What are my top 10 movies for 2019? It’s hard to say, since I’ve seen only six of them.
I wanted to be impressed by “Sea of Shadows,” which exposed the plight of the endangered vaquita in the Sea of Cortez. Instead I was disappointed because it was the paternal twin of the 2016 film “The Ivory Game,” which explored the devastating plight of elephants being slaughtered for their ivory. Richard Ladkani was involved with directing in both films. Important subject matter, lame execution. I didn’t go to the movies for a long time after viewing this film, popcorn or not.
As the months went by I was invited to see the new Warren Miller film, so like the other 69 full-length Warren Miller Entertainment films schussing around. I went to see “Timeless” and became endeared to the scene of a cowboy meandering on a horse through a snowy aspen grove. The horseman was definitely a nice counterpoint to skiers barreling down backcountry cliffs outrunning avalanches. I snuck in Raisinets for this movie because it was at the Center for the Arts. My companion brought in Whoppers.
In a weak moment I was swayed to see that Quentin Tarantino/Charles Manson fairy-tale movie I could have lived without.
“Doreen, why did you even think about going to see a Quentin Tarantino movie when all you usually watch is Masterpiece Theater?” you might be asking.
I know, I know. I’d heard it was a good film, and the new seats at the Twin Cinema were calling out for me, so I went. Big mistake, except for the seats. It was a warm evening when I saw this movie, and I ordered a Coke with extra ice.
“Once Upon a Time in Hollywood” featured Brad Pitt and Leonardo DiCaprio, who were truly excellent, which always surprises me because I’m not crazy for either of them. I still go see their movies, regardless, and I’m always pleasantly surprised by their performances, even if they are getting up in years.
I will always be enamored with Luciano Pavarotti even after watching the documentary film, “Pavarotti,” which revealed that he could be a big jerk. But oh, that voice. That passion. That charisma. A great movie. A great medium-size bucket of popcorn — no extra butter for me, thank you.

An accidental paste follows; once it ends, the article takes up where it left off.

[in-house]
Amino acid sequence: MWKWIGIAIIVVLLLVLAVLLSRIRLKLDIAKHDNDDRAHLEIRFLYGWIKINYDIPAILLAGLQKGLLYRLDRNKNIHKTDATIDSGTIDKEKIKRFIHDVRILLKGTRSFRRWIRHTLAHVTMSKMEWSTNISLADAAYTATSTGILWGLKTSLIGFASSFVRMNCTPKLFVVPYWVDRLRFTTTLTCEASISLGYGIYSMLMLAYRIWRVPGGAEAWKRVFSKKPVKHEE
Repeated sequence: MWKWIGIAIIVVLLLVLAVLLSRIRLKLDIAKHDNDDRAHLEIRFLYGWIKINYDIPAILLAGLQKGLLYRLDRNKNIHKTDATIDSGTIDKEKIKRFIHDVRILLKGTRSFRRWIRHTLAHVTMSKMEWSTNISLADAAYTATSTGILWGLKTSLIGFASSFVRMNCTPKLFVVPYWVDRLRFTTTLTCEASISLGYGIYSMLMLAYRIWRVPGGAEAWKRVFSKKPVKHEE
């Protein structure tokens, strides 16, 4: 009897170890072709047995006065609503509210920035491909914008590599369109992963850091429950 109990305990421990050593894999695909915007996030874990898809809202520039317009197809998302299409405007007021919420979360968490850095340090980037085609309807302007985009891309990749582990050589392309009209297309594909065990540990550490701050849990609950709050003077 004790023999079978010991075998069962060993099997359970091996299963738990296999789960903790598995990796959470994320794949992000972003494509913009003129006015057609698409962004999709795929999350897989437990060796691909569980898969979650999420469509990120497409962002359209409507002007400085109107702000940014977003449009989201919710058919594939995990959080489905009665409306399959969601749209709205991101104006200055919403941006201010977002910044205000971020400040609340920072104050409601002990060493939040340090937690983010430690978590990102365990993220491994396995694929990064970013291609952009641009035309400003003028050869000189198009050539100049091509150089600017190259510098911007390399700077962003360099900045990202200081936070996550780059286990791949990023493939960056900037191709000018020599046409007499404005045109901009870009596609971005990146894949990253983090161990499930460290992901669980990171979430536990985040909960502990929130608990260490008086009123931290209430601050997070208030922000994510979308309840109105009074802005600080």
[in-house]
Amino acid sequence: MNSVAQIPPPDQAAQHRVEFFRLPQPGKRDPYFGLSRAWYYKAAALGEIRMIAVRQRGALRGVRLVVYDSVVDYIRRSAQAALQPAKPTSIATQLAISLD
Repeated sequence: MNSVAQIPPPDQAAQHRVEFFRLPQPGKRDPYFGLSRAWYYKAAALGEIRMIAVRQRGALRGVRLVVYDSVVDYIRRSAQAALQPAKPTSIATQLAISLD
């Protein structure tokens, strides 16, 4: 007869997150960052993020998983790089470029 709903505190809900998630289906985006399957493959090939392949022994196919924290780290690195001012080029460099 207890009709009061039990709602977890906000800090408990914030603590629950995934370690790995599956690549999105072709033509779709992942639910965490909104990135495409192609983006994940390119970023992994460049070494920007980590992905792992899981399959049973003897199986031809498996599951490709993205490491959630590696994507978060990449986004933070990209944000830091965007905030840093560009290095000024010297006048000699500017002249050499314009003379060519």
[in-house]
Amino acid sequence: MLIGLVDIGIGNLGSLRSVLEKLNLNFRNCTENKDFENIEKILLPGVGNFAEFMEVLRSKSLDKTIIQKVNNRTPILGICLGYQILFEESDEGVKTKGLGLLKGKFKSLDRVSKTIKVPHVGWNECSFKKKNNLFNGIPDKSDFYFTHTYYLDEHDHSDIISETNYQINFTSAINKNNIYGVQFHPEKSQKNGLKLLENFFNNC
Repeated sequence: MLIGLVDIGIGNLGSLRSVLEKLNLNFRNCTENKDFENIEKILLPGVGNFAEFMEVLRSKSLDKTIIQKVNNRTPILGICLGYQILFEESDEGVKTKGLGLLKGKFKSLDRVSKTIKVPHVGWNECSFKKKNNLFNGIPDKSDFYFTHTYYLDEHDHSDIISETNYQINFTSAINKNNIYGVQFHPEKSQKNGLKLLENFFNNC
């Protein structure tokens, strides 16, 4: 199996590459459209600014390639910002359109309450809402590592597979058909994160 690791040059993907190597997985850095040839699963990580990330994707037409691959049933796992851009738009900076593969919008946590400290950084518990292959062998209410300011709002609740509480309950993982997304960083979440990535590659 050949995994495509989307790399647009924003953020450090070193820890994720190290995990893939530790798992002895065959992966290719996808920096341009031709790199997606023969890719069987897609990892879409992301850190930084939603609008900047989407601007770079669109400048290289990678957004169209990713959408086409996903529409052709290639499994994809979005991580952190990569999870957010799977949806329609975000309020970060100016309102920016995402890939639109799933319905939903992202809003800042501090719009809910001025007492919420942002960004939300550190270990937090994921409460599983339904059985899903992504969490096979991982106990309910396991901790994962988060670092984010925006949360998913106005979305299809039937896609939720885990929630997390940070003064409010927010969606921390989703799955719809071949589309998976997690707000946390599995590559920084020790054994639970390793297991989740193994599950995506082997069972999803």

The week I saw “Pavarotti” at Frank’s Fall Film Festival I also attended “Echoes in the Canyon,” a documentary about what life was like from 1964 to 1967 in Laurel Canyon, California, during the folk rock revolution. The film featured interviews with the now creaky heroes of that time: Stephen Stills, Roger McGuinn, Graham Nash, David Crosby and others. Michelle Phillips, who didn’t look like the Michelle Phillips of the Mamas and the Papas, was also featured. Phillips said a lot, but nothing too meaningful, and kind of rubbed me the wrong way. I never got the feel for what living in Laurel Canyon was like. There were no interesting insights, no gripping details, and where the heck was Joni Mitchell? Mr. Jakob Dylan, son of Bob Dylan seemed to be the kingpin of this film. Why?
As a woman who knows the lyrics and can sing along to Joni Mitchell’s “Ladies of the Canyon,” still hitting the high notes, well I was not impressed. No snacks for me. Which was a good decision after seeing Michelle Phillips again after all these years.
I’ll tell you what movie I was impressed with: “Ford v Ferrari.” More to the point I was wildly impressed with Matt Damon’s character, automotive designer Carroll Shelby, who wore the coolest light amber-framed sunglasses with brown-green lenses I have seen in a long while.
In this old-fashioned sports drama suitable for everyone, Christian Bale played the fearless race car driver Ken Miles, who totally embraced the insanity factor needed to win and yet had a gentle hankering for Typhoo tea, the same tea I drink. I was pleased by the coincidence. A shared large tub of popcorn, along with a piece of Halloween candy I’d discovered in my coat pocket, really hit the spot.
Great actors, a plot that keeps moving, good tea and great sunglasses. What’s not to love? “Ford v Ferrari” is an excellent film.
The best film of 2019 stars Tom Hanks as Mr. Rogers. “A Beautiful Day in the Neighborhood” is fantastic. The film made me sob, made all the women in the ladies room sob and made many men surreptitiously wipe their eyes as they pretended to analyze the Milk Duds at the concession counter while waiting for their wives. Those men weren’t fooling anyone, hiding their tears. And it’s OK because if Mr. Rogers tells you that “you are special” and he loves you “just the way you are,” then, darn it, that’s just the way it is throughout our many years.